from the Iowa District Court for Polk County, Carol S. Egly,
District Associate Judge.
Macke appeals the judgement and sentence entered following
her plea to four counts of child endangerment.
L. Campbell of Dickey & Campbell Law Firm, PLC, Des
Moines, for appellant.
J. Miller, Attorney General, and Thomas J. Ogden, Assistant
Attorney General, for appellee.
Considered by Vaitheswaran, P.J., and Doyle and Mullins, JJ.
Macke appeals her convictions and sentences for four counts
of child endangerment. She contends that the State breached
the parties' plea agreement and her attorney was
ineffective in failing to object to the breach. Macke also
urges this court to adopt the plain-error doctrine. Because
the record is insufficient to resolve Macke's
ineffective-assistance-of-counsel claim on the merits, we
affirm her convictions and preserve the issue of ineffective
assistance of counsel for potential postconviction-relief
Background Facts and Proceedings.
State charged Macke with four counts of child endangerment,
in violation of Iowa Code section 726.6(1)(a) (2017), and one
count of transfer of a pistol or revolver to a person under
twenty-one, first offense, in violation of Iowa Code section
724.22(2). Macke filed a "Petition to Plead Guilty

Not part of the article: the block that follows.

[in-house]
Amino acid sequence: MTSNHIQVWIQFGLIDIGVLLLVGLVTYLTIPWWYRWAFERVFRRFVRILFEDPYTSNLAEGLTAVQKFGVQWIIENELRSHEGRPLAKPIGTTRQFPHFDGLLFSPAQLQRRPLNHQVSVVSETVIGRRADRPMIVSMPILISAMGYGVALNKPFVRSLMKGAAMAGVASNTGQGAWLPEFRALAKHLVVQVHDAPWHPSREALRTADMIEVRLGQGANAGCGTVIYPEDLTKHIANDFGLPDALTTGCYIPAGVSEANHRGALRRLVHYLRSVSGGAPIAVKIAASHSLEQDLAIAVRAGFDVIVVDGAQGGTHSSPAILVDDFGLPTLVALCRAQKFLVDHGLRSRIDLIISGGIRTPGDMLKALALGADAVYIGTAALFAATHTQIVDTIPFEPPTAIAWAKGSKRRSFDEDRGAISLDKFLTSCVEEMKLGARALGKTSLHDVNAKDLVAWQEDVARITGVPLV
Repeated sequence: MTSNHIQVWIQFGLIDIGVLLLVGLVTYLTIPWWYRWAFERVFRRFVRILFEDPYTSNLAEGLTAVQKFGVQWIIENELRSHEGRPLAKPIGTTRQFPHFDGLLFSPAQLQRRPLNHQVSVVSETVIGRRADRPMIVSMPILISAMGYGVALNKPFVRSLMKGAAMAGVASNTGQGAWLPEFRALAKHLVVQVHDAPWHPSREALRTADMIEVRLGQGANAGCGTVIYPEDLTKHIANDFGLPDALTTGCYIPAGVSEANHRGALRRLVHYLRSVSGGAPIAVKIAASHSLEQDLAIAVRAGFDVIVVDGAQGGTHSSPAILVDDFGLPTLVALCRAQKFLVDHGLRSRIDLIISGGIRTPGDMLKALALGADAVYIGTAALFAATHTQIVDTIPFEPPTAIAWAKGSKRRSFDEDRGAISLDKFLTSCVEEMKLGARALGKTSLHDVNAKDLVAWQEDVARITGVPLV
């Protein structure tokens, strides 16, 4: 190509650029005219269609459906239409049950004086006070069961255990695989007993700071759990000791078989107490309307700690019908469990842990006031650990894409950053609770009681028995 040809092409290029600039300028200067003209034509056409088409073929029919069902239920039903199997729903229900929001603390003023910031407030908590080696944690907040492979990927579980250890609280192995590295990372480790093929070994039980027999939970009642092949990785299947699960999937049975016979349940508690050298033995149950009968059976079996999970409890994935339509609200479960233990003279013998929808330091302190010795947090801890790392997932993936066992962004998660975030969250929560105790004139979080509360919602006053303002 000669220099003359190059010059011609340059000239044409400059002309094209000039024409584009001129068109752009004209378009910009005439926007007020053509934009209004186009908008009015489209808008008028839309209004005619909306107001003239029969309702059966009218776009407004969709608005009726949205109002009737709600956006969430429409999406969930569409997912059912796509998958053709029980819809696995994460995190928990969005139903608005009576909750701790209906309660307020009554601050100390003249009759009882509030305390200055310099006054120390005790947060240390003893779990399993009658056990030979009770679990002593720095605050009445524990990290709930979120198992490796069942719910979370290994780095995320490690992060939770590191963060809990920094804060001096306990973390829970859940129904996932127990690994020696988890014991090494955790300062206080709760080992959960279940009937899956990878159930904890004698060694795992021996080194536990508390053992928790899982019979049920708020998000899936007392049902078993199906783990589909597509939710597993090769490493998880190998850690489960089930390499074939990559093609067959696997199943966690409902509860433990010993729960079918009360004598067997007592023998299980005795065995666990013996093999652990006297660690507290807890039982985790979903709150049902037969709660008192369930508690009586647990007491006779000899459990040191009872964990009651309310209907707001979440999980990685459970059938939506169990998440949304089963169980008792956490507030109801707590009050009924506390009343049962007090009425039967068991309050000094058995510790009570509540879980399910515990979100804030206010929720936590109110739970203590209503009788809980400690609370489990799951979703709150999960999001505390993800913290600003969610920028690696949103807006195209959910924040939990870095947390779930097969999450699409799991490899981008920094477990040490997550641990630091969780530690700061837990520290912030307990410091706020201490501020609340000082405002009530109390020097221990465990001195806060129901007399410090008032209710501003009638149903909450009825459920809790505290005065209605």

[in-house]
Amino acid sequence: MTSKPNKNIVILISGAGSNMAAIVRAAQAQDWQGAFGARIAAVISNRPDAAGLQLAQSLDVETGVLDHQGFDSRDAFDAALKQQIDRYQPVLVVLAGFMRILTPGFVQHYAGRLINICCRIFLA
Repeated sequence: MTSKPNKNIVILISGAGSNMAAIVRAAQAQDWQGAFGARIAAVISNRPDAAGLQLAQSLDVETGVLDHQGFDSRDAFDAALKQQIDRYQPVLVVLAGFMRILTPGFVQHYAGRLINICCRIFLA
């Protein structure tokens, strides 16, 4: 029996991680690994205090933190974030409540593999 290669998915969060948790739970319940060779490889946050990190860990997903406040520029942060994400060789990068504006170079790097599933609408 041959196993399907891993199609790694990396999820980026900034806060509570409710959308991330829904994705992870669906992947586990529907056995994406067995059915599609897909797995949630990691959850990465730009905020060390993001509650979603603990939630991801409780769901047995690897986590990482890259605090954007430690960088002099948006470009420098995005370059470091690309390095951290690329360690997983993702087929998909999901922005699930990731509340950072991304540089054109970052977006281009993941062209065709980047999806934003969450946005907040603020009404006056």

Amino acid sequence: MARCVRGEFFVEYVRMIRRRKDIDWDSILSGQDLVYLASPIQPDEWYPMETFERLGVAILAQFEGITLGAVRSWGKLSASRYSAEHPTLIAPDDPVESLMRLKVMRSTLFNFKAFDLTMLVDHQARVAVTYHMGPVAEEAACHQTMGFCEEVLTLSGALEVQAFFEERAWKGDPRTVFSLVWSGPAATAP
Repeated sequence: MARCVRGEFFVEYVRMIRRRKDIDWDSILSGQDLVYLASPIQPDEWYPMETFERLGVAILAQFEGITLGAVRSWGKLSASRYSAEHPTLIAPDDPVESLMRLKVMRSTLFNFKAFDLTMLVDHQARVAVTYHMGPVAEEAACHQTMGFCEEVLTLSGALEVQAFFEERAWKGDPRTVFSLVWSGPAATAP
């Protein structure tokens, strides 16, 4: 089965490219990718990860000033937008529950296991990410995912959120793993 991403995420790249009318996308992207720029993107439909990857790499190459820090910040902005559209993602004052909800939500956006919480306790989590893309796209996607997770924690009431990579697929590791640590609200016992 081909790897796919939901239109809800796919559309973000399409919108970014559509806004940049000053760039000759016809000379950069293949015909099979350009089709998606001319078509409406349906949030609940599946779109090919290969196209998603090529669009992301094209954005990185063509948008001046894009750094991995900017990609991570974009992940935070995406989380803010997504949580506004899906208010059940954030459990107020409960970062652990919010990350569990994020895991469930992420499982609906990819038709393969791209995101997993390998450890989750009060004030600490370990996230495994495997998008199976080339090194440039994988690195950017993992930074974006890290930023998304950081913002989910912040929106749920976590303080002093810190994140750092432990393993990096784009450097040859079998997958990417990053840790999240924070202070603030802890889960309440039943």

(Alford)." The petition states: "The plea
agreement is Alford plea to Counts 1-4 of TI; joint
Recommendation of Deferred Judgment and Probation. State will
dismiss Ct 5." (Underlining in original). Macke and
her attorney both signed the petition. Although the
prosecutor did not sign the petition, nothing in the record
shows the State objected to the petition's statement that
the recommendation of deferred judgement would be joint.
plea hearing, Macke's attorney described the plea
agreement to the court as follows:
[DEFENSE COUNSEL]: . . . Your Honor, a substantial [benefit]
is being received by Ms. Macke in this case. That
substantial benefit being dismissal of . . . Count V, the gun
charge, in this case, as well as the . . . joint
recommendation of a deferred judgment to the charges.
THE COURT: And regarding the likelihood of conviction?
[DEFENSE COUNSEL]: Your Honor, in regards to the likelihood
of conviction, and based on the information provided in the
trial information, we believe that, if tried, there is a
substantial risk of conviction, at least to the four counts
of child endangerment, should a jury hear that case. In
addition, Your Honor, as an option of not trying to take the
children through this avenue, we have also decided to ask the
Court to accept a guilty plea.
THE COURT: So that is one of the benefits as well as the
dropping of the fifth count.
[DEFENSE COUNSEL]: Correct, Your Honor.
THE COURT: The Court has now reviewed the minutes of
testimony, and I do find that it's substantially likely
that if this matter went to trial before a jury that the
defendant would be found guilty of the four counts of child
endangerment. I accept the plea pursuant to North
Carolina vs. Alford. . . . The discussion between your
counsel and the State's attorney was regarding whether
the Court would order a presentence investigation report. ...